In creating a presumption that an incompetent person would have wanted nutrition and hydration, the proposed bill provides that the presumption is overcome if the patient executed a valid written declaration (such as a living will) specifically rejecting nutrition and hydration in the applicable circumstances. It also allows the presumption to be overcome "[i]f there is clear and convincing evidence that the person, when competent, gave express and informed consent to withdrawing or withholding nutrition or hydration in the applicable circumstances." This is congruent with the evidentiary standard deemed constitutionally acceptable by the Court.
How will the bill protect patients from being denied nutrition and hydration without their consent?
A casual, thoughtless comment should not bring a death sentence. Instead, for nutrition or hydration to be denied the bill requires evidence of a decision that truly constitutes "express and informed consent." The bill provides, "'Express and informed consent' means consent voluntarily given with sufficient knowledge of the subject matter involved, including a general understanding of the medical condition of the person, the procedure, the medically acceptable alternative procedures or treatments, and the substantial risks and hazards inherent in the proposed treatment or procedures and from their omission, to enable the person giving consent to make an understanding and enlightened decision without any element of force, fraud, deceit, duress, or other form of constraint or coercion."
This is the critical core of the bill's protections. In a manner that comports with the parameters set forth by the U.S. Supreme Court, it assures that when there is no legal document specifying the person's wishes, only a statement based on a fully informed decision can be interpreted as "clear and convincing evidence" of an intent to reject nutrition and hydration.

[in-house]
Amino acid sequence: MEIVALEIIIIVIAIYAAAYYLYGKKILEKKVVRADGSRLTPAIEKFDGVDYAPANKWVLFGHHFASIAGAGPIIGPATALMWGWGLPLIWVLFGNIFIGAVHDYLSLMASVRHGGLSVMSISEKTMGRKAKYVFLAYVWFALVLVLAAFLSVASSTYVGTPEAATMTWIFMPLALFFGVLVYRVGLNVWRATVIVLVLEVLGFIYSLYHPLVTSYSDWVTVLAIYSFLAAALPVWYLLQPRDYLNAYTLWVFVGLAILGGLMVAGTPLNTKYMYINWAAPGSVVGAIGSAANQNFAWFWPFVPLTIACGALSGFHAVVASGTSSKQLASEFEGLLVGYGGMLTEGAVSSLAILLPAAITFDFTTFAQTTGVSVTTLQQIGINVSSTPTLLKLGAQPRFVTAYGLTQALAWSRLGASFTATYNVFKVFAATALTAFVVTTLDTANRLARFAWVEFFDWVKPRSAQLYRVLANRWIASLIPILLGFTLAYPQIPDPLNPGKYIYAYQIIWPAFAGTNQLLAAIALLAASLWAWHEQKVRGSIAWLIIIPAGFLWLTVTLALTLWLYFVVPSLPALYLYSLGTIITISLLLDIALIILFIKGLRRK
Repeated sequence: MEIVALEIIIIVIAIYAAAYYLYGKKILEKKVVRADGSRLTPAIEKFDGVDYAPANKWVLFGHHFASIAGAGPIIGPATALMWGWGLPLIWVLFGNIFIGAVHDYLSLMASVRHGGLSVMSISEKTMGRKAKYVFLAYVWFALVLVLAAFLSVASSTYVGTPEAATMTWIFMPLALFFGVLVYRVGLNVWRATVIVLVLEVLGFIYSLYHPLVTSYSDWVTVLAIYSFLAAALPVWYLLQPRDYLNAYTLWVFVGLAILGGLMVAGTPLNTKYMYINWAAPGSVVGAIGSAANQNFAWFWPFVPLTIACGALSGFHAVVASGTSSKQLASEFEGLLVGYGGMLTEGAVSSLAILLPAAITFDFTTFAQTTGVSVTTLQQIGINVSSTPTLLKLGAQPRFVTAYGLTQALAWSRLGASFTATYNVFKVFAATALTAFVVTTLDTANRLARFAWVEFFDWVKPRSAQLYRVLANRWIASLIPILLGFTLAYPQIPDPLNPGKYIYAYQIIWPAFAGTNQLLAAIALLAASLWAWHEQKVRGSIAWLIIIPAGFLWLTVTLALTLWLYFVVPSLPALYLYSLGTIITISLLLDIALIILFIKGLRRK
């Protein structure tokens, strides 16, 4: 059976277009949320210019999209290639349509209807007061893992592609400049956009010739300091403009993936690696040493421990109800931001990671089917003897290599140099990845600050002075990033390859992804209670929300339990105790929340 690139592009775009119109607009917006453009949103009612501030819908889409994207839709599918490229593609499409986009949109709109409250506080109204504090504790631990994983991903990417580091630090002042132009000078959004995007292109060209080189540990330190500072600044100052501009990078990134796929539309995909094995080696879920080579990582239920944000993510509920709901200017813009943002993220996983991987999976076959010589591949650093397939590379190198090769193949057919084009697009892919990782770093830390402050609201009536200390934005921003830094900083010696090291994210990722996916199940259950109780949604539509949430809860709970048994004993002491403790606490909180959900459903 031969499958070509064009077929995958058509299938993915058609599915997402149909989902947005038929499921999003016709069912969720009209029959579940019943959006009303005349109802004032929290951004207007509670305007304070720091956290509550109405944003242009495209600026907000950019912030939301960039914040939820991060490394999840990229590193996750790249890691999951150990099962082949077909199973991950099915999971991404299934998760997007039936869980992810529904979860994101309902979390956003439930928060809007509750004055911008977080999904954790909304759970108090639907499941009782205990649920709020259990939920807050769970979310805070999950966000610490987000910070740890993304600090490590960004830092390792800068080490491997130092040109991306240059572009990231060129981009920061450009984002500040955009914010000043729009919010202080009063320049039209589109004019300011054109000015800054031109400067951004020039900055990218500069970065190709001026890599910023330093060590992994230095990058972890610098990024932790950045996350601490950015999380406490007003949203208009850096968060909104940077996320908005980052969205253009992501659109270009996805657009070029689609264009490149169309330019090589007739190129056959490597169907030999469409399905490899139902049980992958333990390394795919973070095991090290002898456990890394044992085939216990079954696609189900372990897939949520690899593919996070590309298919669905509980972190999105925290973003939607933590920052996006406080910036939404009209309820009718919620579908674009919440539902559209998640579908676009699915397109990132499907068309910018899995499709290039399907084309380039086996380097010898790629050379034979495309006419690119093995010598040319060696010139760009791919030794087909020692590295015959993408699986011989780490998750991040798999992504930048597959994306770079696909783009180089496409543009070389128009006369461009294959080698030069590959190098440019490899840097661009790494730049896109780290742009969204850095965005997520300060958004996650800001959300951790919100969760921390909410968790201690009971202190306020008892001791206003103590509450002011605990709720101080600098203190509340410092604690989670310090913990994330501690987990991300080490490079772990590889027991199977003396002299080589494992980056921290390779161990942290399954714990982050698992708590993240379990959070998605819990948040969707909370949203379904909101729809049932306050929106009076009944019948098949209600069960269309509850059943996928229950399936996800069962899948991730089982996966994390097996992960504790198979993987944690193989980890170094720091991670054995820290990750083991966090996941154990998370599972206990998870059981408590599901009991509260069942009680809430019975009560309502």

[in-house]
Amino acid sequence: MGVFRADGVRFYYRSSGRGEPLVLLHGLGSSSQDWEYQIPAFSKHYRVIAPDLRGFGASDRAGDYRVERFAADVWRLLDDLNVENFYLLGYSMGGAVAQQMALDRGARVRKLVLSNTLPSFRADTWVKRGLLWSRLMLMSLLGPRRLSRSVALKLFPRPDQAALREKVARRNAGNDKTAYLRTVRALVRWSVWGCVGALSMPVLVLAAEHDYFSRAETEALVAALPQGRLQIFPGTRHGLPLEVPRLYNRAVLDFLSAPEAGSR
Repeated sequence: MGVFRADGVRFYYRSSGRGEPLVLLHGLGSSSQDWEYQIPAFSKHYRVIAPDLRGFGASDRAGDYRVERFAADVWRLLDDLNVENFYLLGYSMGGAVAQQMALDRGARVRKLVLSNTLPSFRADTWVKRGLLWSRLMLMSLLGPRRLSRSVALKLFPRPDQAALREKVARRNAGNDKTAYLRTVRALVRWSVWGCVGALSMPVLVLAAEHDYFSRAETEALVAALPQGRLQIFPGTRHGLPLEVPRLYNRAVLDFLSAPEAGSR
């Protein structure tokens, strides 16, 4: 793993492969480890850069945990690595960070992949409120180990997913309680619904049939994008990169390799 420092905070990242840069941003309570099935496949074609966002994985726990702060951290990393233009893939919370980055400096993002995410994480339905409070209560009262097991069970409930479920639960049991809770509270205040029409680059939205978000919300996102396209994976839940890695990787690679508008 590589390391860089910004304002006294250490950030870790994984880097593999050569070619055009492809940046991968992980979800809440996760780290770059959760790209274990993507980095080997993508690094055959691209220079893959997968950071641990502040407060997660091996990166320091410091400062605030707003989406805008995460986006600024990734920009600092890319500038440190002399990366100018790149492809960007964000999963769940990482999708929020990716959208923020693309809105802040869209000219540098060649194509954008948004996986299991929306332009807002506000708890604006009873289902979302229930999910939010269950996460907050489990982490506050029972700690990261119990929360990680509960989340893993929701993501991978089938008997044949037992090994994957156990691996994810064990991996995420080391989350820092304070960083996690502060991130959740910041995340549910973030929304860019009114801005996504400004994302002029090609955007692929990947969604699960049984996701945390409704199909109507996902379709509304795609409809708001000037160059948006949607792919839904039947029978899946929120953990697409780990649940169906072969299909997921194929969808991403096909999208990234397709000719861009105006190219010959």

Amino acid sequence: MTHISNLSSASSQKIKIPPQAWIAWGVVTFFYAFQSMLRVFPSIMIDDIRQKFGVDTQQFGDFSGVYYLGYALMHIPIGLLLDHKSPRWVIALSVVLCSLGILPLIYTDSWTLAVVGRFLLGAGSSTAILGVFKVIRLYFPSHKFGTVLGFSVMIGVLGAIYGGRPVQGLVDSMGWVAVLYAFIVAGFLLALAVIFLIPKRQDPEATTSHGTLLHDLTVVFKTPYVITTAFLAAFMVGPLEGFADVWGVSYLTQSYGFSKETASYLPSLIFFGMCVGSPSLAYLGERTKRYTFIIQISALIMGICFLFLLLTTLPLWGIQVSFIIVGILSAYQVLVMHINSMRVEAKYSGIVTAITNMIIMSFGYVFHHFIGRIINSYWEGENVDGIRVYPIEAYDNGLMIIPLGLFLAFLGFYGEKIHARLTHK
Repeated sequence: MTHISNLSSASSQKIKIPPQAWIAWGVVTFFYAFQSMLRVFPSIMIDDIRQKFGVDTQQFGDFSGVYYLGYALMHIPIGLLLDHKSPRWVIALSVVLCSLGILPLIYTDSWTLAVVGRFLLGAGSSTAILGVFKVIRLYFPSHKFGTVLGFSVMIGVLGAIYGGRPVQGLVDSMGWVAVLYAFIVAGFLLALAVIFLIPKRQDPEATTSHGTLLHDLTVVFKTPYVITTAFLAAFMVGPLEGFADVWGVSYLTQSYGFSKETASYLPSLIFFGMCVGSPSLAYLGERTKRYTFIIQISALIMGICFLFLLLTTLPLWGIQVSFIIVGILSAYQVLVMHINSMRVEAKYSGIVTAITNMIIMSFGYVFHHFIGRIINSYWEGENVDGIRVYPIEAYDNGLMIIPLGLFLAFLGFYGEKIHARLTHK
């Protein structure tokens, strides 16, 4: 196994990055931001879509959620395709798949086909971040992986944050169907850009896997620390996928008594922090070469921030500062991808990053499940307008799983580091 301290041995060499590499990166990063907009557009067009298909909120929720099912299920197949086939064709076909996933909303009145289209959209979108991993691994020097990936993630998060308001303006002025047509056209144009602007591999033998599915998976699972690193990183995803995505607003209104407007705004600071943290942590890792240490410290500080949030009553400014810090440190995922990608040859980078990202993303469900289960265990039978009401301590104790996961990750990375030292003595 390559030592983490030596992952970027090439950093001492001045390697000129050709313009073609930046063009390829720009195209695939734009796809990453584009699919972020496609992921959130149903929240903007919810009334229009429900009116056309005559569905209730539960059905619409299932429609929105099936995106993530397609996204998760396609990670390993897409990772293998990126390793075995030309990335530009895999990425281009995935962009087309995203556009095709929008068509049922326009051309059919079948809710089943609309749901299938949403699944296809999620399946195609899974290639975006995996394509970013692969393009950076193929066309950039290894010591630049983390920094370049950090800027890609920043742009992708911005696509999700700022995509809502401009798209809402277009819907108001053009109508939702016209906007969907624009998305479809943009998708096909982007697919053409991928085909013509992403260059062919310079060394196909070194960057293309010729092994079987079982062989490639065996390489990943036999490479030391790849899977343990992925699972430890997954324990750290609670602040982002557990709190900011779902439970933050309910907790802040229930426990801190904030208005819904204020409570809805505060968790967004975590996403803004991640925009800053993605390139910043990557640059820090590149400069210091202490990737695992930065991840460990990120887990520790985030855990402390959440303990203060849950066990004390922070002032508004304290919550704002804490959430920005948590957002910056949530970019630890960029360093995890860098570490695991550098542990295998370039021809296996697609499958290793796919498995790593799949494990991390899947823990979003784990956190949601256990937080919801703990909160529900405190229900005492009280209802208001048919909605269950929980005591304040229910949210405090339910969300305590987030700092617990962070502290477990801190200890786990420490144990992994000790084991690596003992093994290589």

Since the courts in the Schiavo case maintained there was "clear and convincing evidence" that Terri Schindler-Schiavo would have rejected nutrition and hydration, how would the proposed bill save her life?
Any bill that hopes to survive constitutional scrutiny, based on the existing precedents, must allow for "clear and convincing evidence" that a presently incompetent individual wanted to forego nutrition and hydration, even when the person never executed a legal document specifying his or her wishes. However, the bill requires that to meet the "clear and convincing evidence" standard, it must be shown that the person gave "express and informed consent" to rejecting nutrition and hydration. As noted above, there is a constitutionally defensible strict standard for what constitutes truly informed consent. The casual and indefinite statements which Michael Schiavo claimed (and the courts accepted) had been made by Teresa Schindler-Schiavo could not plausibly be said to have been made with a knowledge of the medical condition in which she now finds herself that was sufficient "to make an understanding and enlightened decision" based on "the procedure, the medically acceptable alternative procedures or treatments, and the substantial risks and hazards inherent in the proposed treatment or procedures and from their omission." Consequently, the presumption the bill creates for the provision of nutrition and hydration would apply to her.
Does the bill require nutrition and hydration in every instance in which it has not been specifically rejected by the patient?
The presumption for nutrition and hydration does not apply when it is medically impossible to provide it, when its provision would actually hasten death (as might be the case, for example, in some cases of kidney failure), or when the person is incapable of digesting or absorbing it in a way that would contribute to sustaining life (as may sometimes occur, for example, in the final stages of the dying process when death is imminent). To safeguard against abuse of these circumstances, the bill defines an objective standard for the "reasonable medical judgment" required to establish their existence.